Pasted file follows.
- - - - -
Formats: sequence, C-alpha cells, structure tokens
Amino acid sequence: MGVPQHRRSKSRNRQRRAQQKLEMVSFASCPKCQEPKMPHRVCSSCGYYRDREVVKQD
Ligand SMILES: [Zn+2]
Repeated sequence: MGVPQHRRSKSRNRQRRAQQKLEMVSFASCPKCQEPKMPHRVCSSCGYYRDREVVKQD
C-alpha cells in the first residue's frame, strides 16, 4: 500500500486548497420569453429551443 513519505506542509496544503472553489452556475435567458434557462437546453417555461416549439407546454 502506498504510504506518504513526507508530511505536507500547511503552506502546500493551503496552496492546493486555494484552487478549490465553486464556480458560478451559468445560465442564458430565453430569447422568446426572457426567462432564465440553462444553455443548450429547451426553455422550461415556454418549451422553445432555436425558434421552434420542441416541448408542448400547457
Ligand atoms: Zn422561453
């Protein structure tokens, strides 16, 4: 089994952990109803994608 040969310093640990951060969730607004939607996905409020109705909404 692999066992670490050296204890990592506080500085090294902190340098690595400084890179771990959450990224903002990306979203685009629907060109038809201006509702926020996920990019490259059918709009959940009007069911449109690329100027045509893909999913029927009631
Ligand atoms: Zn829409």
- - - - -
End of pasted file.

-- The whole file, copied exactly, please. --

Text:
Formats: sequence, C-alpha cells, structure tokens
Amino acid sequence: MGVPQHRRSKSRNRQRRAQQKLEMVSFASCPKCQEPKMPHRVCSSCGYYRDREVVKQD
Ligand SMILES: [Zn+2]
Repeated sequence: MGVPQHRRSKSRNRQRRAQQKLEMVSFASCPKCQEPKMPHRVCSSCGYYRDREVVKQD
C-alpha cells in the first residue's frame, strides 16, 4: 500500500486548497420569453429551443 513519505506542509496544503472553489452556475435567458434557462437546453417555461416549439407546454 502506498504510504506518504513526507508530511505536507500547511503552506502546500493551503496552496492546493486555494484552487478549490465553486464556480458560478451559468445560465442564458430565453430569447422568446426572457426567462432564465440553462444553455443548450429547451426553455422550461415556454418549451422553445432555436425558434421552434420542441416541448408542448400547457
Ligand atoms: Zn422561453
């Protein structure tokens, strides 16, 4: 089994952990109803994608 040969310093640990951060969730607004939607996905409020109705909404 692999066992670490050296204890990592506080500085090294902190340098690595400084890179771990959450990224903002990306979203685009629907060109038809201006509702926020996920990019490259059918709009959940009007069911449109690329100027045509893909999913029927009631
Ligand atoms: Zn829409």